30 downstairs. Often, there are different classe s being held at the same times upstairs and downstairs. Since the center has a gift shop, it dr aws a significant amount of people who consume spiritual goods, but do not attend any serv ices or classes. This aspect of the center strongly resembles an “audience cult” format, whereas the therapist-client orientation of many of the classes offered s uggests a “client cult” format as discussed by Stark and Bainbridge (1985). The center makes no profit from the Sunday services. All profits come from retail sales in the gift shop and from a share of th e teachers’ profits when they hold classes or offer services. Fees are charged for particip ation in all classes, yet not for the Sunday service. However, sometimes teachers take “love donations” which implies that the fees are not mandatory but generally encouraged. Many of the classes that are held at th e center focus on healing oneself of the negativity experienced in daily life. Other classes are educational in that they teach participants various spiritual tools and techniques, such as astrology and candle therapy. Some classes are discussion oriented, such as “Practical Spiritualit y” and “New Thought Explorations.” More physically involved classes are also o ffered, such as a healing drum circle, yoga, Tai Chi, and belly dancing. Also held at the center pe riodically are psychic fairs, guest appearances from authors in th e New Age community, Wicca classes, and full moon circles.


31 Profile and Social Structure According to the owners, the Spirit Grove has approximately one hundred regularly attending members, with approximately nine ty percent of them being women. Rose’s (1996) quantitative study on the social characteristics of th e New Age Movement reveals that women outnumber men from 70 percent to 30 percent. Thus, compared to the New Age Movement overall, the membership of the Spirit Grove is more heavily female. The age of members ranges from early 20s to la te 60s and early 70s, with the most common age in the 40s and 50s. Most of the member s at the center are White, middle-class, and have at least a high school education. Ma ny members have associates and bachelor’s degrees, and a few have master’s degrees. My interviewees (see Appendix B) are thus roughly representative of the Spirit Grove community members. There is a discernable hierarchical orga nization of the roles of those in the community. In Figure 4.1, I outline this stru cture. The lowest strata, consumers, Figure 4.1: Hierarchical Stru cture of Roles within the Spirit Grove Community Owners Ministry Teachers Practitioners (Members) Seekers Consumers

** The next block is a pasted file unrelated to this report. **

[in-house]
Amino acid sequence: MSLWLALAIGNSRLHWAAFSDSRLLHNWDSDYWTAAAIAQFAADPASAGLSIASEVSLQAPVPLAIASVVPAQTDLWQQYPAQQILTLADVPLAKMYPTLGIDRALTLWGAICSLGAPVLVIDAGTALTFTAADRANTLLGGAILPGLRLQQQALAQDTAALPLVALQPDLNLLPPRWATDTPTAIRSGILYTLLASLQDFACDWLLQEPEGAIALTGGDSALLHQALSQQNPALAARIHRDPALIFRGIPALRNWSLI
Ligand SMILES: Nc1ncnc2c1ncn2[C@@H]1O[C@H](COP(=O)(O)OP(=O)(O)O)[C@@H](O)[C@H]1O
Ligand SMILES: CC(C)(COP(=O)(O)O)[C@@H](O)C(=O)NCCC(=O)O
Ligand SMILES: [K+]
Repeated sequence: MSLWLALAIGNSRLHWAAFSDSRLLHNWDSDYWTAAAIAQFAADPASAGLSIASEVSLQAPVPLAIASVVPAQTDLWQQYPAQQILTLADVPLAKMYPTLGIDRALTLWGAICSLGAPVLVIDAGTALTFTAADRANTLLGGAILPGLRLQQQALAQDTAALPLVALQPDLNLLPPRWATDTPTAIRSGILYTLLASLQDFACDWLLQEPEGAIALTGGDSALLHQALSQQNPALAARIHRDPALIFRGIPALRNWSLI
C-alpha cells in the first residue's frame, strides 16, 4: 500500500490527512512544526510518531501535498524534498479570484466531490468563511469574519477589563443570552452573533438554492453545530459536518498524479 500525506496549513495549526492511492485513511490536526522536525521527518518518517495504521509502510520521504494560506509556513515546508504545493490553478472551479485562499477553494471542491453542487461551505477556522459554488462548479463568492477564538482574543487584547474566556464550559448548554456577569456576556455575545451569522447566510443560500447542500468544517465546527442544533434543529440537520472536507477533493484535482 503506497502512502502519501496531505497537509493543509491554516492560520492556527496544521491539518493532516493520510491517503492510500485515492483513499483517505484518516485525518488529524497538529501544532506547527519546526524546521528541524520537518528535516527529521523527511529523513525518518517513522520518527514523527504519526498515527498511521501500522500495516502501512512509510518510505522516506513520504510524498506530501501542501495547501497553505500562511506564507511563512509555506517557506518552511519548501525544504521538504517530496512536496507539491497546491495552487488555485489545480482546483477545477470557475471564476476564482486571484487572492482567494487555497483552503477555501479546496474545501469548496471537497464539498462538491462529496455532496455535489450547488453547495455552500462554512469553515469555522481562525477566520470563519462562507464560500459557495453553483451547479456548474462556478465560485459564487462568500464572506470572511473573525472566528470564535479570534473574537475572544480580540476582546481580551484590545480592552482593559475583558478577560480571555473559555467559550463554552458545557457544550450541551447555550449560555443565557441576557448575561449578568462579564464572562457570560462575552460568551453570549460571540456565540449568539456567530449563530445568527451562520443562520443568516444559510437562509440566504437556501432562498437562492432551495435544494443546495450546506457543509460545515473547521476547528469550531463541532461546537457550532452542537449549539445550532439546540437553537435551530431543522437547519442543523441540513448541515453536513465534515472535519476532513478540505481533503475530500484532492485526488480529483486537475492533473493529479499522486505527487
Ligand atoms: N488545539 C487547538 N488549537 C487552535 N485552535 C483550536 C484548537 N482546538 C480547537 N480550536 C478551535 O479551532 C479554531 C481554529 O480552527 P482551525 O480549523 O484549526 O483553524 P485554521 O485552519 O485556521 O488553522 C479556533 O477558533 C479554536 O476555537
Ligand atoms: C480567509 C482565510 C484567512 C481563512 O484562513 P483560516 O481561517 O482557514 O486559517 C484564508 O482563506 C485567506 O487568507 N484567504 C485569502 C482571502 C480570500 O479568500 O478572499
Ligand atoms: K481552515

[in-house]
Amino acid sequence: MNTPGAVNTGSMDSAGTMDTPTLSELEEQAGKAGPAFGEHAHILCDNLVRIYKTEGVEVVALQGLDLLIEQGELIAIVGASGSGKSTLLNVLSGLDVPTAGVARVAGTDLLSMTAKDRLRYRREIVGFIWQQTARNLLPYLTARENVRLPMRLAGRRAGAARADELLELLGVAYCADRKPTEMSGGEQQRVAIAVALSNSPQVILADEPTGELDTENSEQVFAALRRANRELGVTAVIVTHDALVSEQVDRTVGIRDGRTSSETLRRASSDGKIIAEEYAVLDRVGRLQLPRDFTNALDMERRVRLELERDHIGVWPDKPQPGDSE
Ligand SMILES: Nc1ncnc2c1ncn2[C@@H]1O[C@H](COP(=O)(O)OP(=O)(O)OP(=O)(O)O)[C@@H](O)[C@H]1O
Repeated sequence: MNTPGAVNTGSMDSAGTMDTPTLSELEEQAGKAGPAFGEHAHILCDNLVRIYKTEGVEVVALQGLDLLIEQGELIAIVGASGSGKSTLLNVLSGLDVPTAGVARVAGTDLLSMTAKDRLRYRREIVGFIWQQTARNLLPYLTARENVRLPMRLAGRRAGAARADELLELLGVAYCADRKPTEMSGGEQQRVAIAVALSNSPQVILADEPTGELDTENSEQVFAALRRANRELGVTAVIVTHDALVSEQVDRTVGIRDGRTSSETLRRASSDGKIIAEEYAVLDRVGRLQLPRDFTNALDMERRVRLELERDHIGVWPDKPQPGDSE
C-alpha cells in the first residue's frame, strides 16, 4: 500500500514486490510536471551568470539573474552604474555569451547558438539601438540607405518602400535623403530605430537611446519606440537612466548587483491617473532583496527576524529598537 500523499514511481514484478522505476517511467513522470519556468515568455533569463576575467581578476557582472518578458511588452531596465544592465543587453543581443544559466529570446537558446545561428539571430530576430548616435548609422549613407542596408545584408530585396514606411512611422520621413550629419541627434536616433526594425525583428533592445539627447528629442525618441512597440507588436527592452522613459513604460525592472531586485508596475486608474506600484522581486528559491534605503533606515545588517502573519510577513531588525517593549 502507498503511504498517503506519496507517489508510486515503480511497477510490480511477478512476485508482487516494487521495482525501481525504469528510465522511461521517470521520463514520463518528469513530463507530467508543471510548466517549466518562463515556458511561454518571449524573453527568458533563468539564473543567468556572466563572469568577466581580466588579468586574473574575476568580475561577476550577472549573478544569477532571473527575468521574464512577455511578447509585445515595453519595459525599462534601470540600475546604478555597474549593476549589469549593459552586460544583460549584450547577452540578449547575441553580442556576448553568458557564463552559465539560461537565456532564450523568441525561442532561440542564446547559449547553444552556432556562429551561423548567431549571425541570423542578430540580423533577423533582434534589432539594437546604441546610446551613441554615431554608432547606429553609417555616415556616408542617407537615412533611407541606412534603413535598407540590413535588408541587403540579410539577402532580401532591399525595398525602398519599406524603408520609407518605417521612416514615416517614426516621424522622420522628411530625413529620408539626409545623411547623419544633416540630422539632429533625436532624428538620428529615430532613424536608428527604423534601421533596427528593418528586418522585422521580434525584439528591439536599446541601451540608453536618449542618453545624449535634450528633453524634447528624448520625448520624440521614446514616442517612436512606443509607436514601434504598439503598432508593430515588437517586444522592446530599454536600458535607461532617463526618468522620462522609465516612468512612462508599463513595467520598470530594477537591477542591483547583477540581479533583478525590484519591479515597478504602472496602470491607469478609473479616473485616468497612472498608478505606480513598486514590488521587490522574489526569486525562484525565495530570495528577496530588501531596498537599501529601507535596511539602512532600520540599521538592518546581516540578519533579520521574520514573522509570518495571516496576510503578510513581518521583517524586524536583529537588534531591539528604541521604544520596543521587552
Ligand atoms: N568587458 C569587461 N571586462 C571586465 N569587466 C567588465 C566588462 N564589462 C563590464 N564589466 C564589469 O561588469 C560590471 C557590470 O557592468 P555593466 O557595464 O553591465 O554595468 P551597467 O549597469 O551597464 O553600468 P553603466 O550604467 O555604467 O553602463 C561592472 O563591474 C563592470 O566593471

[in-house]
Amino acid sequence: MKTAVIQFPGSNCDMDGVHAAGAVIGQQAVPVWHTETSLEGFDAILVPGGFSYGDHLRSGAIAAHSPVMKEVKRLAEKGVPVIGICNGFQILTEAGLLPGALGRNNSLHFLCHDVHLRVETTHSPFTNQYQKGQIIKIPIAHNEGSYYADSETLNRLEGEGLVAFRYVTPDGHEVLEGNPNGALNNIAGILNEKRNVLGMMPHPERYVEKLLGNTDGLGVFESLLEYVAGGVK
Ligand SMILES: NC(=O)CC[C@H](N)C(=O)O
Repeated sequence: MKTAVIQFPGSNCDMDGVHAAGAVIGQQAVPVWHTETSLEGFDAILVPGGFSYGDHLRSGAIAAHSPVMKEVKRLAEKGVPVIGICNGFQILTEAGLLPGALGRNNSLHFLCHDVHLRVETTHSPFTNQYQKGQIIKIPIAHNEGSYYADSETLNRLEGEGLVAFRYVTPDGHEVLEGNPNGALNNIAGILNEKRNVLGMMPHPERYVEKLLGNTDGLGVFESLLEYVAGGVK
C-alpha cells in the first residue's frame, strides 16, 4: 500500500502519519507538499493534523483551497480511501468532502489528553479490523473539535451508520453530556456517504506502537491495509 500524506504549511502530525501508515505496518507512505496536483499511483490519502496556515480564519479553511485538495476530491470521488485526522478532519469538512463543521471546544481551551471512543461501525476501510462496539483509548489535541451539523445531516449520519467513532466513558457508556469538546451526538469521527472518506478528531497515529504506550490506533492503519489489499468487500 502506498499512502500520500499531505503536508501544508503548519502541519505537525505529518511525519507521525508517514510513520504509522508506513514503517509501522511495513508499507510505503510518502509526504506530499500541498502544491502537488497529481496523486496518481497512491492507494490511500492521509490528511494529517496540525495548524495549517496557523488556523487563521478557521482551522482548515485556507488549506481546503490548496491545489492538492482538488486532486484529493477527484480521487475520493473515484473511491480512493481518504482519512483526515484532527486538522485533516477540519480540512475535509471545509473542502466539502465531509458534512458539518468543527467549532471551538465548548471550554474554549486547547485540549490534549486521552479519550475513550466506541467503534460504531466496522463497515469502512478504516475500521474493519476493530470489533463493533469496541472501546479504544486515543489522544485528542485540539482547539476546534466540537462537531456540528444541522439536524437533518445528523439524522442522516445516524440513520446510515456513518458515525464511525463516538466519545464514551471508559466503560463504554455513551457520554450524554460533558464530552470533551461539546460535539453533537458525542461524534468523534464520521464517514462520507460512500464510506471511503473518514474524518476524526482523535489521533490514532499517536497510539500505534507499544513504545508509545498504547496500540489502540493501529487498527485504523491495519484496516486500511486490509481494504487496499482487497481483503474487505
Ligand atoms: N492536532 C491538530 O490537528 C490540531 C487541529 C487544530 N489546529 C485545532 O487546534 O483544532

32 constitutes the largest number of all people who come to the center. Consumers are typically gift shop customers only; they ente r to purchase various goods, such as incense, candles, crystals, etc. Cassie, the co-o wner, explained in her interview: We have a just kind of a shopping group, you know, not really like wanting to get too much involved, bu t just kind of wanting to see the things and maybe they like crystals and they want to get crystals, but they’re not necessarily…they don’t want to become entrenched in the lifestyle. The more a consumer frequents the gift shop, th e more likely that person is to sample a class. Therefore, consumers are always poten tial seekers and practitioners. Next, seekers are individuals who actively explore religious solutions to their problems (Dawson 2006:80). Seekers attend partic ular classes when they are offered, yet have no real commitment to the center and do not particip ate in other events. In contrast, regular attendees of church services, classes, or other events coul d be called practitioners. Next, teachers are the recognized experts in the community. They lead various courses and are responsible for providing the di verse array of offerings that characterizes the Spirit Grove. They may or may not have any other involvement in the community in terms of attending church services or other clas ses. Further, the ministry is composed of teachers who have received their ministerial license. These individuals underwent some form of formalized spiritual training pertin ent to the beliefs and practices found at the Spirit Grove. There are no nati onal or regional seminaries under which they operate. Currently, there are five ministers that ma ke up the ministry of the church. Each minister conducts the Sunday service on a rotatio nal basis. Together, the ministry covers an assortment of different religious and spiritu al beliefs and practices. Lastly, the owners